>> test (setUp, tearDown in current approach).
> Beforehand we used to override beforeTestsStarted, beforeTest,
> afterTest, afterTestsStarted. What will happen with these methods
> after migration to junit4? I can see that order of execution can
> become tricky especially when both styles are used at the same time.
> And an immediate suggestion is to avoid using both styles (annotations
> and overridden methods) in the same test. What is your insight?
> вт, 11 дек. 2018 г. в 10:27, Vladimir Ozerov &lt;

> vozerov@

> &gt;:
>>
>> Hi Oleg,
>>
>> Yes, makes perfect sense. Thank you.
>>
>> On Mon, Dec 10, 2018 at 10:14 PM oignatenko &lt;

> oignatenko@

> &gt; wrote:
>>
>> > Hi Vovan,
>> >
>> > I just created JIRA ticket to address your concerns:
>> > - https://issues.apache.org/jira/browse/IGNITE-10629
>> >
>> > In brief, the plan is that a week or two after migration is over we
>> will
>> > run
>> > code inspection that detects JUnit 3 style tests that lack @Test
>> annotation
>> > and fix these tests if there are any.
>> >
>> > Does that answer your question?
>> >
>> > regards, Oleg
>> > Vladimir Ozerov wrote
>> > > Ed,
>> > >
>> > > Several questions from my side:
>> > > 1) When the change is expected to be merged?
>> > > 2) What contributors with opened PRs and new or updated JUnit3 tests
>> are
>> > > supposed to do? Rewrite to JUnit4?
>> > >
>> > > If yes, then we should give them time to have a chance to get used to
>> new
>> > > approach and resolve possible conflicts.
>> > >
>> > > Vladimir.
>> > >
>> > > пн, 10 дек. 2018 г. в 20:32, Eduard Shangareev &lt;
>> >
>> > > eduard.shangareev@
>> >
>> > > &gt;:
>> > >
>> > >> Ivan,
>> > >>
>> > >> So, suggested actions with the new approach:
>> > >> 1. Add @Test annotation on test methods.
>> > >> 2. Add @RunWith(JUnit4.class) annotation on test class.
>> > >> 3. Add @Before, @After on methods which should run before, after a
>> > >> test (setUp, tearDown in current approach).
>> > >> 4. Add your test-class to a suite using suite.addTest(new
>> > >> JUnit4TestAdapter(YourTestClass.class));
>> > >> 5. Use @Ignore instead fail(); for muting test.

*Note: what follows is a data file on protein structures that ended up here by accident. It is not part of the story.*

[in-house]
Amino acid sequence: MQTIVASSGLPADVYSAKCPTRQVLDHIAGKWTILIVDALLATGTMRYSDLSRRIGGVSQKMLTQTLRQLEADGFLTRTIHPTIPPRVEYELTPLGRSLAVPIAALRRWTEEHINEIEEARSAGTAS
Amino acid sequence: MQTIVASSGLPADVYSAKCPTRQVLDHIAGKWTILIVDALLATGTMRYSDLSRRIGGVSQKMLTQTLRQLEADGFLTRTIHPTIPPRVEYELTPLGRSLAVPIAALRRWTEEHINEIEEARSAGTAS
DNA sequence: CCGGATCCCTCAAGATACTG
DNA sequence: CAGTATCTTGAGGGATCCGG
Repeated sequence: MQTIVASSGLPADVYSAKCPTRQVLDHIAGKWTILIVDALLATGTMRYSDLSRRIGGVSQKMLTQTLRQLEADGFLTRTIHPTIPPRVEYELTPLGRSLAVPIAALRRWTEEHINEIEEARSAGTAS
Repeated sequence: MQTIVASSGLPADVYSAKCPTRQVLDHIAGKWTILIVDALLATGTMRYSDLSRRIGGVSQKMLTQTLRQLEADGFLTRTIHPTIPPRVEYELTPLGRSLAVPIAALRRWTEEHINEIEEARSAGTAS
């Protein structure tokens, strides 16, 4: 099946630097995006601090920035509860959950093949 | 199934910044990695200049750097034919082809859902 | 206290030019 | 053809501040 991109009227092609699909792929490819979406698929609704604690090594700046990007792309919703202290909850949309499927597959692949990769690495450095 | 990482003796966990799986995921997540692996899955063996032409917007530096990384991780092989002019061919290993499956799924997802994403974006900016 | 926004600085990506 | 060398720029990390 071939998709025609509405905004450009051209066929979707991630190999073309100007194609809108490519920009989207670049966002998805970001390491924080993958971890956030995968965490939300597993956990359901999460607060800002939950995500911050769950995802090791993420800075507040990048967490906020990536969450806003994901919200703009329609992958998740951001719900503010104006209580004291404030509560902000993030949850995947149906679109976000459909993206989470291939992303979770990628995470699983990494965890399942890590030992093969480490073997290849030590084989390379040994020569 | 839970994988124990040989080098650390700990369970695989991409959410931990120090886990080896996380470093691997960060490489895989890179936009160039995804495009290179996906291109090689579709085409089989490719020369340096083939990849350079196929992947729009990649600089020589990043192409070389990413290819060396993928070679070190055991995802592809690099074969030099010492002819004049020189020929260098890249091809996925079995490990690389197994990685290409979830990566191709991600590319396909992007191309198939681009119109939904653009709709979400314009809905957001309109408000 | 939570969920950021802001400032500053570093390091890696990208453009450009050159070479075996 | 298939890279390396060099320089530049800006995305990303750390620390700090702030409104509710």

>> > >> 6. You could start using @Parametrized instead of inheritance.
>> > >>
>> > >>
>> > >> On Mon, Dec 3, 2018 at 1:15 PM Павлухин Иван &lt;
>> >
>> > > vololo100@
>> >
>> > > &gt; wrote:
>> > >>
>> > >> > Hi Oleg,
>> > >> >
>> > >> > I noticed that GridAbstractTest is now capable to run junit4
>> tests.
>> > >> > What are the current recommendations for writing new tests? Can
we
>> use
>> > >> > junit4 annotation for new tests?
>> > >> > пн, 12 нояб. 2018 г. в 19:58, oignatenko &lt;
>> >
>> > > oignatenko@
>> >
>> > > &gt;:
>> > >> > >
>> > >> > > Hi Ivan,
>> > >> > >
>> > >> > > I am currently testing approach you used in pull/5354 in
the
>> "pilot"
>> > >> > > sub-task with examples tests (IGNITE-10174).
>> > >> > >
>> > >> > > So far it looks more and more like the way to go. The most
>> promising
>> > >> > thing I
>> > >> > > observed is that after I changed classes in our test framework
>> the
>> > >> way
>> > >> > you
>> > >> > > did, execution of (unchanged) examples tests went exactly
the
>> same
>> > as
>> > >> it
>> > >> > was
>> > >> > > before changes.
>> > >> > >
>> > >> > > This indicates that existing tests won't be affected making
it
>> > indeed
>> > >> low
>> > >> > > risk.
>> > >> > >
>> > >> > > After that I converted examples tests to Junit 4 by adding
>> @RunWith
>> > >> and
>> > >> > > @Test annotations and tried a few, and these looked okay.
>> > >> > >
>> > >> > > Currently I am running full examples test suite and after
it is
>> over
>> > >> I
>> > >> > will
>> > >> > > compare results to the reference list I made by running it
prior
>> to
>> > >> > > migration.
>> > >> > >
>> > >> > > regards, Oleg
>> > >> > >
>> > >> > >
>> > >> > >
>> > >> > > --
>> > >> > > Sent from:
>> http://apache-ignite-developers.2346864.n4.nabble.com/
>> > >> >
>> > >> >
>> > >> >
>> > >> > --
>> > >> > Best regards,
>> > >> > Ivan Pavlukhin
>> > >> >
>> > >>
>> >
>> >
>> >
>> >
>> >
>> > --
>> > Sent from: http://apache-ignite-developers.2346864.n4.nabble.com/
>> >
> 
> 
> 
> -- 
> Best regards,
> Ivan Pavlukhin





--